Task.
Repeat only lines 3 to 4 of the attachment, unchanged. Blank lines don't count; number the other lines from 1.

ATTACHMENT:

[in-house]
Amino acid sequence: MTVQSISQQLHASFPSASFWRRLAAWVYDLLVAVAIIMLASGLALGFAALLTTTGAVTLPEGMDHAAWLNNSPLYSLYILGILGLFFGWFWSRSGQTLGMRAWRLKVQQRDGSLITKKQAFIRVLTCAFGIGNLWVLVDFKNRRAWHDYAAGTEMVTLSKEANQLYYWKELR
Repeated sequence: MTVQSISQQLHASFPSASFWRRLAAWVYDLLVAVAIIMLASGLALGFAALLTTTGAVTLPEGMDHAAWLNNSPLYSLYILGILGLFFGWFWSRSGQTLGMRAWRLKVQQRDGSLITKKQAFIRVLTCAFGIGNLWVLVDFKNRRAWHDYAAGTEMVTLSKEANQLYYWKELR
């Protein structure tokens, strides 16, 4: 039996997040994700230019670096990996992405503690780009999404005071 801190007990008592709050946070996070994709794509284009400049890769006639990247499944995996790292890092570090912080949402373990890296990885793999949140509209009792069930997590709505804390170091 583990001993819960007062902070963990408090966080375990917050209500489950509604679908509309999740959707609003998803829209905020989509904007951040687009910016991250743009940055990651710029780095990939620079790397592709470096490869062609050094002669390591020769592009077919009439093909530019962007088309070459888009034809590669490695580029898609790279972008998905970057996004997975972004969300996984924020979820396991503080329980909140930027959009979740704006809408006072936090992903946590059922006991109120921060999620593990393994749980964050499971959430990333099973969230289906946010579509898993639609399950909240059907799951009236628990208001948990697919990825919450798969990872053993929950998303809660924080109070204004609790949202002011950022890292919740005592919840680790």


Repeated sequence: MTVQSISQQLHASFPSASFWRRLAAWVYDLLVAVAIIMLASGLALGFAALLTTTGAVTLPEGMDHAAWLNNSPLYSLYILGILGLFFGWFWSRSGQTLGMRAWRLKVQQRDGSLITKKQAFIRVLTCAFGIGNLWVLVDFKNRRAWHDYAAGTEMVTLSKEANQLYYWKELR
């Protein structure tokens, strides 16, 4: 039996997040994700230019670096990996992405503690780009999404005071 801190007990008592709050946070996070994709794509284009400049890769006639990247499944995996790292890092570090912080949402373990890296990885793999949140509209009792069930997590709505804390170091 583990001993819960007062902070963990408090966080375990917050209500489950509604679908509309999740959707609003998803829209905020989509904007951040687009910016991250743009940055990651710029780095990939620079790397592709470096490869062609050094002669390591020769592009077919009439093909530019962007088309070459888009034809590669490695580029898609790279972008998905970057996004997975972004969300996984924020979820396991503080329980909140930027959009979740704006809408006072936090992903946590059922006991109120921060999620593990393994749980964050499971959430990333099973969230289906946010579509898993639609399950909240059907799951009236628990208001948990697919990825919450798969990872053993929950998303809660924080109070204004609790949202002011950022890292919740005592919840680790």